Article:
Newly-hatched common side-blotched lizards are 20 to 25 mm long. They are considered to be mature when they reach lengths of 40 to 45 mm, though individuals in some populations reach maturity at lengths of only 38 mm. Juveniles are brown-grey and mostly resemble females. As males develop, especially in their subadult period, they gain color on their bodies, necks, and tails. Males are most brightly-colored during the breeding season. (Alonzo, et al., 2001; Barry, et al., 2010; Burke Museum, 2023; Hammerson, et al., 2007; Knoff, 2008; Micheletti, et al., 2012; Spence, et al., 2017; Tinkle, 1961)
Common side-blotched lizards lay clutches of around 3 to 6 eggs, typically in sandy soils. Eggs incubate for 40 to 80 days, depending on ambient temperatures (incubation periods are shorter in warmer conditions). Hatchlings are 20 to 25 mm in length and are brown-grey with dorsolateral stripes. Males gradually develop colorful patterns as they reach maturity, and mature males are more colorful during the breeding season. Both sexes reach maturity within a year of hatching, at lengths of 38 to 45 mm long. Males tend to be larger than females, with a maximum reported length of 130 mm. Adult females typically reach 65 to 70 mm in length. Both sexes exhibit indeterminate growth. (Clarke and Zani, 2012; Knoff, 2008; Micheletti, et al., 2012; Scoular, et al., 2011; Spence, et al., 2017; Tinkle, 1961; Zani and Stein, 2018; Zani and Wagner, 2017)
Common side-blotched lizards are polygynandrous and first begin seeking mates in April and May. They breed seasonally in late spring and early summer. Female ovulation usually begins in late March and early April, but this sometimes begins a month later. Males have brightly-colored necks and bodies, which they display during competitions for mates. (Alonzo, et al., 2001; Barry, et al., 2010; Knoff, 2008; Tinkle, 1961; Zani, et al., 2008)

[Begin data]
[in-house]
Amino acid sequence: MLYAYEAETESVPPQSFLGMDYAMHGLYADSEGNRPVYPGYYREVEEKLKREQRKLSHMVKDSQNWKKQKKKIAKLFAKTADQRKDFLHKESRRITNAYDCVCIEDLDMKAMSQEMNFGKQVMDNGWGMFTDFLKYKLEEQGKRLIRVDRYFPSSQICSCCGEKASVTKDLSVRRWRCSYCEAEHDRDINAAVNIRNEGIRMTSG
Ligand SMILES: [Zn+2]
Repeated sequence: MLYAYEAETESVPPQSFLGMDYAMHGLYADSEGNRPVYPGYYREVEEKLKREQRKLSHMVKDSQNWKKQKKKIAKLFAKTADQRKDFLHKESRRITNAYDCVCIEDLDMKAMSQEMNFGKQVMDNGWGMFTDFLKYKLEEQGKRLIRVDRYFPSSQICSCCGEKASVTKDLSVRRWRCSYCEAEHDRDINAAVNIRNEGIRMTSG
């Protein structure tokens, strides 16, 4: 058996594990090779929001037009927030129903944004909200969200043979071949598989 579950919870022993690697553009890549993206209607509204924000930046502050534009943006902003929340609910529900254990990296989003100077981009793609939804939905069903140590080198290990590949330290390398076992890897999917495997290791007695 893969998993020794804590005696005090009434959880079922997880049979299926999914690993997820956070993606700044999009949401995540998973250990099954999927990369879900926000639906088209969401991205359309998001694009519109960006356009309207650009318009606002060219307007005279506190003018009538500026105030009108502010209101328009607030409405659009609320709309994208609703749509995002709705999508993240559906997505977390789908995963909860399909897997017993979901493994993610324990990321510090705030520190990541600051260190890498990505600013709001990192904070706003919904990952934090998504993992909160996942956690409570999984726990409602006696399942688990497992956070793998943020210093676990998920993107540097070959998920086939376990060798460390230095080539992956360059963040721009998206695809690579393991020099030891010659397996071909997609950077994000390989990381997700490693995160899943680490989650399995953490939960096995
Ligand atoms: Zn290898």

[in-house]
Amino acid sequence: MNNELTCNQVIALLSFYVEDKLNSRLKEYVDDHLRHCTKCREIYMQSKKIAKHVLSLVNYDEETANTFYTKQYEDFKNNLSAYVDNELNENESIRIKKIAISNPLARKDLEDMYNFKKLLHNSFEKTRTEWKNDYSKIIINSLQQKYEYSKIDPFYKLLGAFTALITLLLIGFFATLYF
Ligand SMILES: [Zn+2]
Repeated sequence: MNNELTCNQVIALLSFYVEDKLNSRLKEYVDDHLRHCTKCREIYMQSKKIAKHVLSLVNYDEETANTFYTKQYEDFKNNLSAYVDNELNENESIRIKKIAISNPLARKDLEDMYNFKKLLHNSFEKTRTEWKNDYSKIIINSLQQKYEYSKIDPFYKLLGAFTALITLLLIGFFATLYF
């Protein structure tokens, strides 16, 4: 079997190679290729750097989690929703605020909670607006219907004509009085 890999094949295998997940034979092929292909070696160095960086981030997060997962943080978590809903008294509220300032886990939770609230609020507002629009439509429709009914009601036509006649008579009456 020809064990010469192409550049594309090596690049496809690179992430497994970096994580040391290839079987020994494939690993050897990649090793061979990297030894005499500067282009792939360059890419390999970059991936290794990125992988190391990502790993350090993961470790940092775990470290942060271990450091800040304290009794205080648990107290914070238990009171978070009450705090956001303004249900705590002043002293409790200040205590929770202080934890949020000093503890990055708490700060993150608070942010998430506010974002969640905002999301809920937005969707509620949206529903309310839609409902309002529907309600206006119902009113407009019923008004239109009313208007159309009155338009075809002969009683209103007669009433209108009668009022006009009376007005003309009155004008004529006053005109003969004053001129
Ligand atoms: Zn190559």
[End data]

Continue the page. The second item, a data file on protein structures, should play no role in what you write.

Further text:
Common side-blotched lizards are iteroparous with a mating season beginning in April or May. They mate sexually, using internal fertilization. The total length of the reproductive season is around 120 to 141 days, with females laying their eggs between July and August. The number and size of eggs per clutch is dependent on environmental conditions and the overall size of a given female; the larger the female, the larger the clutch. In a study comparing smaller females (30 to 35 mm) to larger females (over 50 mm), smaller females laid an average of 3.3 eggs per clutch, while larger females laid 4.9 eggs per clutch. Regardless of size, females that lay large eggs tend to have smaller clutches, and vice versa.
Seasonality also affects clutch size. A 1961 study of average clutch sizes in Texas found that clutches were larger earlier in the year. The average number of eggs per clutch was 4.2 in March and April, 3.9 in May and June, 3.1 in July, and 2.7 in August. It is likely that clutches towards the end of the reproductive season are laid by newly-mature females that hatched the previous year. Older females (greater than 1 year old) are suspected to lay up to 3 clutches per breeding season.